Judith Butler | Precarious Life: The Powers of Mourning and Violence | Photo: Jonathan VanAntwerpen

“Is there something to be gained from grieving, from tarrying with grief, from remaining exposed to its unbearability and not endeavoring to seek a resolution for grief through violence? Is there something to be gained in the political domain by maintaining grief as part of the framework within which we think our international ties? If we stay with the sense of loss, are we left feeling only passive and powerless, as some might fear? Or are we, rather, returned to a sense of human vulnerability, to our collective responsibility for the physical lives of one another? Could the experience of a dislocation of First World safety not condition the insight into the radically inequitable ways that corporeal vulnerability is distributed globally? To foreclose that vulnerability, to banish it, to make ourselves secure at the expense of every other human consideration is to eradicate one of the most important resources from which we must take our bearings and find our way.”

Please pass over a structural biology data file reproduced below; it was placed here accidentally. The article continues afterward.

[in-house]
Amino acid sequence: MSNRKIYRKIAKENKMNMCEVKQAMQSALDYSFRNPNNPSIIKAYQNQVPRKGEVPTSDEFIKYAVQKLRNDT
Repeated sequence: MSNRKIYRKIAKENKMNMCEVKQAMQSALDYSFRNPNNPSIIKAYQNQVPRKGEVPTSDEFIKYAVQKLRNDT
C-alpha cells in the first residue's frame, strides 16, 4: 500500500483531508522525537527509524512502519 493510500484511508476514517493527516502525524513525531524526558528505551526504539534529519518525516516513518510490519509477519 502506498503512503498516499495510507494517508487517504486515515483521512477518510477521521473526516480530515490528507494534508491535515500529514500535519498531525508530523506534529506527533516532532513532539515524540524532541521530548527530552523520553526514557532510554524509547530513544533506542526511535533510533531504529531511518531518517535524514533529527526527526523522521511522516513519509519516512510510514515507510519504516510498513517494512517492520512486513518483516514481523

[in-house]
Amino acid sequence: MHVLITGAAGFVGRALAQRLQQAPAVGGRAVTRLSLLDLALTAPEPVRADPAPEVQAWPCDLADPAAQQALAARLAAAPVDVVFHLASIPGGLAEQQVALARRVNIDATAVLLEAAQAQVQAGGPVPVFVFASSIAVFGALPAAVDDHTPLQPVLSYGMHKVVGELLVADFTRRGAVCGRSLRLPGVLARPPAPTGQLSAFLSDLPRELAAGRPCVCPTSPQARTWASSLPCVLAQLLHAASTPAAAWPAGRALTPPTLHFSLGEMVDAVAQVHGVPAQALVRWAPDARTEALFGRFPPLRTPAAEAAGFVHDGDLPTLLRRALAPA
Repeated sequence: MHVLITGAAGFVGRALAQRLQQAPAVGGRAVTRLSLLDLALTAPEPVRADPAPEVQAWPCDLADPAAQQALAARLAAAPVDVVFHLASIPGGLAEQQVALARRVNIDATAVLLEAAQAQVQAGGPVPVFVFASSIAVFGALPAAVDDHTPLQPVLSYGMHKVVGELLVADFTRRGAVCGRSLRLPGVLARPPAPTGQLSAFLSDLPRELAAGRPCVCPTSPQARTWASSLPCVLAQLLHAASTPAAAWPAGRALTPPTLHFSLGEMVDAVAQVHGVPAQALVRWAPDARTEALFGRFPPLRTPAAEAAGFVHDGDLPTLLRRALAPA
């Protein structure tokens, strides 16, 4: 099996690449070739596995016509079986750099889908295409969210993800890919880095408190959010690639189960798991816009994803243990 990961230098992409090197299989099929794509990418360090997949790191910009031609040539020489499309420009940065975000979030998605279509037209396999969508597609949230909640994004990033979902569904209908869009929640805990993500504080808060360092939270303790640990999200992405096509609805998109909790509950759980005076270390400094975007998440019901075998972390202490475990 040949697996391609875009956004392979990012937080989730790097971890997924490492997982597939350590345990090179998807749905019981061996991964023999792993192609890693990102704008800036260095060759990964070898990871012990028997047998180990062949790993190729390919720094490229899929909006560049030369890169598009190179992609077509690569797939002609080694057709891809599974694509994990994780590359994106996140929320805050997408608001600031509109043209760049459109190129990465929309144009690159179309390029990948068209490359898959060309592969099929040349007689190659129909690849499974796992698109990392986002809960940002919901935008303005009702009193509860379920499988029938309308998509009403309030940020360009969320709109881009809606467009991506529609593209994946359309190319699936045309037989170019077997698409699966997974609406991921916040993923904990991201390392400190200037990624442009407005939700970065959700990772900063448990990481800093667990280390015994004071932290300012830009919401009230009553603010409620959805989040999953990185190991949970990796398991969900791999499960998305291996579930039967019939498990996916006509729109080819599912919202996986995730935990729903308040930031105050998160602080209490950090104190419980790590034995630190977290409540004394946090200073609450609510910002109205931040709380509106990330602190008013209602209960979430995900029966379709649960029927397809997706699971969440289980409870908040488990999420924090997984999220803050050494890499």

from Judith Butler’s Precarious Life: The Powers of Mourning and Violence